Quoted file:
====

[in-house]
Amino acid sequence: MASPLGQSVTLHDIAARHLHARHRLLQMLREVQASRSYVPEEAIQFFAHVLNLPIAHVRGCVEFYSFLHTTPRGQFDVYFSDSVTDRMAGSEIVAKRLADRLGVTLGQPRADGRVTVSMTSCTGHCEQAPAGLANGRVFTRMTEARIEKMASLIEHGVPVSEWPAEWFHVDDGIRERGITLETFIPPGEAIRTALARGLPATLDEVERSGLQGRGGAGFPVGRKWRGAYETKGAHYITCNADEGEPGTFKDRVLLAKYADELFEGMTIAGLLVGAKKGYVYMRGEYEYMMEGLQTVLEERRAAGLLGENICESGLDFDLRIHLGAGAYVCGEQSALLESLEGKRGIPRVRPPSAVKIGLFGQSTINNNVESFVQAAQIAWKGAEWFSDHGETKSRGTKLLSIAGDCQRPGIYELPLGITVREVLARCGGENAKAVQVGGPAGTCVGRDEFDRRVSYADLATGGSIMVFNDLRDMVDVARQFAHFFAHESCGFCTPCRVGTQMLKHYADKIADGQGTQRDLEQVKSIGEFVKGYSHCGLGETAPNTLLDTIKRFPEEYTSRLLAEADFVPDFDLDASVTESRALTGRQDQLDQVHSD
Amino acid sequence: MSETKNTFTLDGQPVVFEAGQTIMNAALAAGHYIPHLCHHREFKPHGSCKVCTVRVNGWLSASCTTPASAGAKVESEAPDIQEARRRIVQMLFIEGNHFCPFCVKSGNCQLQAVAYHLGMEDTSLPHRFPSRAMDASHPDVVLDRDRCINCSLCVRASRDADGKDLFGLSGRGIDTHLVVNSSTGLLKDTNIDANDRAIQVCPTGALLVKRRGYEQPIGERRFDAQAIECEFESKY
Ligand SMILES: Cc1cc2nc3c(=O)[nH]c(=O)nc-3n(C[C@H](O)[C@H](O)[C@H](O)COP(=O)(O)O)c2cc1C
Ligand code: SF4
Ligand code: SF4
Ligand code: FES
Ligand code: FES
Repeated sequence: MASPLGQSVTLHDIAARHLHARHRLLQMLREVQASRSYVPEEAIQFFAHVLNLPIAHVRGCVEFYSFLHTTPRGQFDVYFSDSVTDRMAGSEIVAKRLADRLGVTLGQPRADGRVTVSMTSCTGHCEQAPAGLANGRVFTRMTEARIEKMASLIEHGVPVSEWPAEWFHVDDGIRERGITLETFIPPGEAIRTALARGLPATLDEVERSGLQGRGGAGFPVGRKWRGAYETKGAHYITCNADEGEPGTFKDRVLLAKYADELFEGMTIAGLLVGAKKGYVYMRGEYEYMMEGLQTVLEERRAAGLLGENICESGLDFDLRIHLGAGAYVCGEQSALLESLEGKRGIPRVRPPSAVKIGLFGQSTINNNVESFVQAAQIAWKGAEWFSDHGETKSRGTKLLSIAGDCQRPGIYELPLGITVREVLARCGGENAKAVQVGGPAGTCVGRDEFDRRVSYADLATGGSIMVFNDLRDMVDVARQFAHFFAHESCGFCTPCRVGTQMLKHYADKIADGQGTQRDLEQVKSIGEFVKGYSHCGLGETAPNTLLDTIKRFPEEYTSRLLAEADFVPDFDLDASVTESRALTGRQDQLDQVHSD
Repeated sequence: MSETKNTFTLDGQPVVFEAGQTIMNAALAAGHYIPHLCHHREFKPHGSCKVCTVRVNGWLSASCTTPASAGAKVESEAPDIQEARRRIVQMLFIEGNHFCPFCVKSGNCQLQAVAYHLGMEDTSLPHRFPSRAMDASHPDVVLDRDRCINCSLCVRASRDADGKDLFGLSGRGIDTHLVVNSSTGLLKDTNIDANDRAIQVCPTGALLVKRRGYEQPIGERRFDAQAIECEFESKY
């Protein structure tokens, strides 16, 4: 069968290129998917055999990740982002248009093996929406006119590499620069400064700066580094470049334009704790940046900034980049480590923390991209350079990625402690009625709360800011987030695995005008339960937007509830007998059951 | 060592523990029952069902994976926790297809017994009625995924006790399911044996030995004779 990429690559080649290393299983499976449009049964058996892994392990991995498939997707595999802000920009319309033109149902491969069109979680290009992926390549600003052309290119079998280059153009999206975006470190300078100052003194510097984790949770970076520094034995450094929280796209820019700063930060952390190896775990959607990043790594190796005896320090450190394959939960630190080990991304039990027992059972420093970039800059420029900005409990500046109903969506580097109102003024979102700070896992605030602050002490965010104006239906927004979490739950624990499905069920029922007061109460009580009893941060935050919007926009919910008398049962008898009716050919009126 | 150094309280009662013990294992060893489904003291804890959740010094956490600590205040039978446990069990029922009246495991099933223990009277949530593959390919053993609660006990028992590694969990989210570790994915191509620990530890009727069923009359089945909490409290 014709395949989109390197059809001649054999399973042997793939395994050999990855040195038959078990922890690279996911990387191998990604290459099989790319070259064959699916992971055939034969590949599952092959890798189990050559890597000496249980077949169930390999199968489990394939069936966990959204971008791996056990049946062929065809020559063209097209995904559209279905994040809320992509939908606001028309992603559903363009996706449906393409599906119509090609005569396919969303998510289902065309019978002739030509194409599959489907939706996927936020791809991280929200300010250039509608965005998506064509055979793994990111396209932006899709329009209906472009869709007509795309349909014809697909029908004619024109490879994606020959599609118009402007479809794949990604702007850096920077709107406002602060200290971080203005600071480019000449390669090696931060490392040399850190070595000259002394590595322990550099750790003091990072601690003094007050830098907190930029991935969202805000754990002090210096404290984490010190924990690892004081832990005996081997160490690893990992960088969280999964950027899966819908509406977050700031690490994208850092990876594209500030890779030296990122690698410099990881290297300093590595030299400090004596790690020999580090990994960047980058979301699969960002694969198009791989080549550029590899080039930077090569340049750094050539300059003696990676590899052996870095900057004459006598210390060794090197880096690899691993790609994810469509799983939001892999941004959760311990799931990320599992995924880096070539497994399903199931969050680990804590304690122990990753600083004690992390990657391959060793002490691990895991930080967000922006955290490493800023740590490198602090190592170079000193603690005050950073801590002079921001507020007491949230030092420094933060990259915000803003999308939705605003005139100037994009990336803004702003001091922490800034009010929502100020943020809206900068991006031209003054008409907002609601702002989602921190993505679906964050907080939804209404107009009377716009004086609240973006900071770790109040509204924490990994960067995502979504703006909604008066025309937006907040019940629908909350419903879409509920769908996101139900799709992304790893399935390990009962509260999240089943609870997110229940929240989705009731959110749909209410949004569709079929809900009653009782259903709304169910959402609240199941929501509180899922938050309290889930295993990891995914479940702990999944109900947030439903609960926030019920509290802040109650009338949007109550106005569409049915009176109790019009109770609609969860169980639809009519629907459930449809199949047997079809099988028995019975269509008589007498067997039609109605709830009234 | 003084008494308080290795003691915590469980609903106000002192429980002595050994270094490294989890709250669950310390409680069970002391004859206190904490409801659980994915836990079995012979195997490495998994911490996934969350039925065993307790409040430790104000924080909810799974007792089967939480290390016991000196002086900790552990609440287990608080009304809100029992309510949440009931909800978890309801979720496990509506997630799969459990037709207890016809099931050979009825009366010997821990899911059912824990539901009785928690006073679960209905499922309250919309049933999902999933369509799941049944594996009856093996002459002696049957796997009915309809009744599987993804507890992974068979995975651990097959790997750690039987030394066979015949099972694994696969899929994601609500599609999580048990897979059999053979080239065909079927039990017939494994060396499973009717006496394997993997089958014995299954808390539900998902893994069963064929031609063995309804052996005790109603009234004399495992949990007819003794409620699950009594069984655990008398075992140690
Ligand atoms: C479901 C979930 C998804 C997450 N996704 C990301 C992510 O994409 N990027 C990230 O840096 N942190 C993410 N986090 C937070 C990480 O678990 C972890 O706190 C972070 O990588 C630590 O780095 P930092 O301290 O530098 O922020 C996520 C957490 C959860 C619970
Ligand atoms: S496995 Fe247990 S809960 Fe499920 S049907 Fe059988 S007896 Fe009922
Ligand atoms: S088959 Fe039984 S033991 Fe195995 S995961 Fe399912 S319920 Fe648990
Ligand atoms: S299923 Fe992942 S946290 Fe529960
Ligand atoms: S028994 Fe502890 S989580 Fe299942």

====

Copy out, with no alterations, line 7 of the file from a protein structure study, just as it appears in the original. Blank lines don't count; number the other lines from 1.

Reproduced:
Ligand code: FES